The term ‘broad-spectrum’ is used to describe a sunscreen or sunblock that provides protection for our skin against both UVA and UVB rays, but not all UV rays are created equal,” she explains, adding that there are actually three types of rays produced by the sun: UVA, UVB and UVC. “The ‘Cs’ are short and do not penetrate our atmosphere, but, of the other two forms, UVB is what we hear most about as the chief culprit behind sunburn and visible damage from a day at the beach,” she says. “UVA are more stealth and intense, more prevalent and penetrate all clouds, fog even glass.
In a survey to identify potential misperceptions about sunscreen labeling conducted on almost 500 fairgoers at the Minnesota State Fair, researchers found that only 12 percent of people correctly answered that SPF value specifies protection for ultraviolet (UV) B rays and only 30 percent correctly identified that “broad-spectrum” means that the sunscreen protects you from both UVA and UVB rays.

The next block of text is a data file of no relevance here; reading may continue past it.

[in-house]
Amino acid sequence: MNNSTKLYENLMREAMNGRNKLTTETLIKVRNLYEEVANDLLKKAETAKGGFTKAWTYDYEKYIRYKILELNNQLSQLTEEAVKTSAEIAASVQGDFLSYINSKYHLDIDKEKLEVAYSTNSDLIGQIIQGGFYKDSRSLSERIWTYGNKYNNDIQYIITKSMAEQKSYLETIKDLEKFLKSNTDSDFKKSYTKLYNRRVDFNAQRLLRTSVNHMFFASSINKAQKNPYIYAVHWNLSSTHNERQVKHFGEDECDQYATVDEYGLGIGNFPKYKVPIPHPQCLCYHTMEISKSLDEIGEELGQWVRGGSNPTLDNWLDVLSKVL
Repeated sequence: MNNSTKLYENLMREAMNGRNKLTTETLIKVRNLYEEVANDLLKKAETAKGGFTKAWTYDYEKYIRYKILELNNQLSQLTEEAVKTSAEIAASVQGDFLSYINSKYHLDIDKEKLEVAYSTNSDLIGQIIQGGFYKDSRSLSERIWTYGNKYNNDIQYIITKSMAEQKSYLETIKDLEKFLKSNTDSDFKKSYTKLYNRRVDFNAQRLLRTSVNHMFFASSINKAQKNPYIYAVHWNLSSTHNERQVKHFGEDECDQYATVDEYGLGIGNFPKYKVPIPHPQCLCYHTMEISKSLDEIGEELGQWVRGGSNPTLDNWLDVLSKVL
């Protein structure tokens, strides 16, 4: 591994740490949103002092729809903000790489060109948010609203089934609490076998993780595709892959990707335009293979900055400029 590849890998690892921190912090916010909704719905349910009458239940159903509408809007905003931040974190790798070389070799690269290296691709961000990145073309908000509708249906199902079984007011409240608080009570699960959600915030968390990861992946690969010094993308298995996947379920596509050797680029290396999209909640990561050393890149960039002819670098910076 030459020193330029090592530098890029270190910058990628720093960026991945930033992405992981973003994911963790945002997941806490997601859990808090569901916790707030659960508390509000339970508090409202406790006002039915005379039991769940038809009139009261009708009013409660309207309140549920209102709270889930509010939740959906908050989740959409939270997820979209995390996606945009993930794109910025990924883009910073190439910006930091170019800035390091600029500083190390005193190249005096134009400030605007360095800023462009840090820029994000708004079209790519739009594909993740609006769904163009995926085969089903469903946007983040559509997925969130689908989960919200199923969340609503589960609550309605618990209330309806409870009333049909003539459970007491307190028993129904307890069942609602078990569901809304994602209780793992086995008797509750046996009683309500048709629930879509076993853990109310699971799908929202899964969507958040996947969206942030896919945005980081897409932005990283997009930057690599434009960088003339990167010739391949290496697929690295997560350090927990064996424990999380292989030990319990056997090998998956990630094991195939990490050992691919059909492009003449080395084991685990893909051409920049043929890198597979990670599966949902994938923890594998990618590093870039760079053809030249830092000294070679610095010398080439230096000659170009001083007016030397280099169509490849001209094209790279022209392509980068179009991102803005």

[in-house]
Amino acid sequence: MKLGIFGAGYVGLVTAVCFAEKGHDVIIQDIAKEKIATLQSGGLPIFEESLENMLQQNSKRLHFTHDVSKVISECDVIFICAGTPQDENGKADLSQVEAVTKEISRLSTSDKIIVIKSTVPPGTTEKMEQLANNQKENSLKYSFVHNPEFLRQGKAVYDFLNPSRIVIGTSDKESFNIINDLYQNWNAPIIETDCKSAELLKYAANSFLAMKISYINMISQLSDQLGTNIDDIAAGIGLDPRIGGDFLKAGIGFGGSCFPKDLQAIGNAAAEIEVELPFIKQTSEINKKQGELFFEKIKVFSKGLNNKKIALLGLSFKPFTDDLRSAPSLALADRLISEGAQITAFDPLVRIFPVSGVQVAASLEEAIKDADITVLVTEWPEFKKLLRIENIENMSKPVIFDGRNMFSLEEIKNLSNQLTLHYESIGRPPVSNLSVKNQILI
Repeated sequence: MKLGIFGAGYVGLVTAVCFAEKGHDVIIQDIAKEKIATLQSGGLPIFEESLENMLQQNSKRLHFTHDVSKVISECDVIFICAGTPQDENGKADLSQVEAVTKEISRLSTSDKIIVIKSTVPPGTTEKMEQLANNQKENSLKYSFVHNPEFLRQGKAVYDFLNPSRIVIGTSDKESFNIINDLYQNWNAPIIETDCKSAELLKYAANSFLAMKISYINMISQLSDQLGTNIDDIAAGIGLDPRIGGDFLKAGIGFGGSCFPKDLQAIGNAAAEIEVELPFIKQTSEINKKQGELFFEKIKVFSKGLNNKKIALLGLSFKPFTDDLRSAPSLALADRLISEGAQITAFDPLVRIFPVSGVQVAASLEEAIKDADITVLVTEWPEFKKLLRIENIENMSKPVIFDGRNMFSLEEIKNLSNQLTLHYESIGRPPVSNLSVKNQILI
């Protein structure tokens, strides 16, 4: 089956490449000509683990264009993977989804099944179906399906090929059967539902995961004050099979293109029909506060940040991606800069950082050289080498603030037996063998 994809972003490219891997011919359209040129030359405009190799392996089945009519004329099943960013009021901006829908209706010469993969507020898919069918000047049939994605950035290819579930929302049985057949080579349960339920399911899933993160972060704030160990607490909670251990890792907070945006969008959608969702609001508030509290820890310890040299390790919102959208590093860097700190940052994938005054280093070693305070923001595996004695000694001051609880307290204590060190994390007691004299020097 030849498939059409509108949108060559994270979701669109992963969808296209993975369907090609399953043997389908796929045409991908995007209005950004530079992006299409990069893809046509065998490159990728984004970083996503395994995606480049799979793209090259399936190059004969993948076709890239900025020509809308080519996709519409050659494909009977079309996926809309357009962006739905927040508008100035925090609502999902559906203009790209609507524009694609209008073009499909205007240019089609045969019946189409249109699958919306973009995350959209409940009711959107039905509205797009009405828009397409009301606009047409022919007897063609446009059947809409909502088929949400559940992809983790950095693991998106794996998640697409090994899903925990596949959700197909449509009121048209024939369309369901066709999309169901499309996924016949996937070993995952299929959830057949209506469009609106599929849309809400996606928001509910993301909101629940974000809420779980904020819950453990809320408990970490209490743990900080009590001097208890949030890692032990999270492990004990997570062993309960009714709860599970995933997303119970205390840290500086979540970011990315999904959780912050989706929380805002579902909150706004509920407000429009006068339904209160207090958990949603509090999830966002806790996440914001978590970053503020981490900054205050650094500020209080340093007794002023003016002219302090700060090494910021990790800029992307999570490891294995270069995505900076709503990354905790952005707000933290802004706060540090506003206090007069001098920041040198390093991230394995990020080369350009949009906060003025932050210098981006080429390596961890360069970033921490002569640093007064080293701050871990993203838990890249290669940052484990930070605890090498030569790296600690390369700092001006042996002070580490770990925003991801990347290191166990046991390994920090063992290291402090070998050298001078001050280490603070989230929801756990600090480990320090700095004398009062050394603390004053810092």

Ranking even lower on the tally: Ten-percent of individuals surveyed knew that sunscreens labeled “baby safe” and “natural/organic” have no standard criteria for these labeling claims, while almost half of respondents also incorrectly assumed that “dermatologist-recommended” or “clinically proven” meant that the sunscreen was endorsed by the American Academy of Dermatology (AAD).
But, as the society reported, it’s not all doom, gloom and lack of understanding when it comes to sun safety: “The findings also revealed that prior sunscreen counseling or a single dermatologist visit were two of the factors linked to improved sunscreen knowledge— highlighting physicians’ impact on sunscreen understanding and supporting continued public education efforts on sun protection.